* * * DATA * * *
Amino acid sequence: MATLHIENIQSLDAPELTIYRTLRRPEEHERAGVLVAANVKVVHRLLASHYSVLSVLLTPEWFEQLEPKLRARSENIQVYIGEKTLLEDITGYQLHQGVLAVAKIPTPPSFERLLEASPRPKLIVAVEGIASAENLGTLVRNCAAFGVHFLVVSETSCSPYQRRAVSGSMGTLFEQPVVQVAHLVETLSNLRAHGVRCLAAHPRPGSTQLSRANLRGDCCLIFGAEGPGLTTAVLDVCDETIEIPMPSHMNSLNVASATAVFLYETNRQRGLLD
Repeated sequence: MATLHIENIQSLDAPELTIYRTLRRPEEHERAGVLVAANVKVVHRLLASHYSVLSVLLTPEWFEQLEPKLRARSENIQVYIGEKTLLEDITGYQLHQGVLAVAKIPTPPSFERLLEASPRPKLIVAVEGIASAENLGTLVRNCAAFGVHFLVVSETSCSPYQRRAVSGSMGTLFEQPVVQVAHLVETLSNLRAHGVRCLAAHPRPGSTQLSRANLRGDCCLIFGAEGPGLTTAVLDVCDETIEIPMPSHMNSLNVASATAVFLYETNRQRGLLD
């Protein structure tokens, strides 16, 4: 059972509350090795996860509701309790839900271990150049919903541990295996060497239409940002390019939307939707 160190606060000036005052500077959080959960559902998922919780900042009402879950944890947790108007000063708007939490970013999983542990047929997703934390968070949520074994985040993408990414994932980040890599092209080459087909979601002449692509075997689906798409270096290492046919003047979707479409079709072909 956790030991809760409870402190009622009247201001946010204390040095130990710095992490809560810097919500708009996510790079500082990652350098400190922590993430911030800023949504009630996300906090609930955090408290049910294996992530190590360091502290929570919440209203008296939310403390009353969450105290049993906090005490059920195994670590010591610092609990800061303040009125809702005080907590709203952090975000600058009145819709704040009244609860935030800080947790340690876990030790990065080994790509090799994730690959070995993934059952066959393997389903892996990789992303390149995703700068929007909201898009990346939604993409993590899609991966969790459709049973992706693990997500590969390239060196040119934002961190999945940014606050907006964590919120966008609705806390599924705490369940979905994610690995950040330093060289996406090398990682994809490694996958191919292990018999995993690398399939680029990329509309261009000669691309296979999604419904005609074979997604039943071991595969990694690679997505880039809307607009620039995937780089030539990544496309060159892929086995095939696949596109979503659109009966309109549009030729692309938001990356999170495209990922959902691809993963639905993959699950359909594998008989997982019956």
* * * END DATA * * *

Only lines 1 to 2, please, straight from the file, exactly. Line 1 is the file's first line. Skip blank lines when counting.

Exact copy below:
Amino acid sequence: MATLHIENIQSLDAPELTIYRTLRRPEEHERAGVLVAANVKVVHRLLASHYSVLSVLLTPEWFEQLEPKLRARSENIQVYIGEKTLLEDITGYQLHQGVLAVAKIPTPPSFERLLEASPRPKLIVAVEGIASAENLGTLVRNCAAFGVHFLVVSETSCSPYQRRAVSGSMGTLFEQPVVQVAHLVETLSNLRAHGVRCLAAHPRPGSTQLSRANLRGDCCLIFGAEGPGLTTAVLDVCDETIEIPMPSHMNSLNVASATAVFLYETNRQRGLLD
Repeated sequence: MATLHIENIQSLDAPELTIYRTLRRPEEHERAGVLVAANVKVVHRLLASHYSVLSVLLTPEWFEQLEPKLRARSENIQVYIGEKTLLEDITGYQLHQGVLAVAKIPTPPSFERLLEASPRPKLIVAVEGIASAENLGTLVRNCAAFGVHFLVVSETSCSPYQRRAVSGSMGTLFEQPVVQVAHLVETLSNLRAHGVRCLAAHPRPGSTQLSRANLRGDCCLIFGAEGPGLTTAVLDVCDETIEIPMPSHMNSLNVASATAVFLYETNRQRGLLD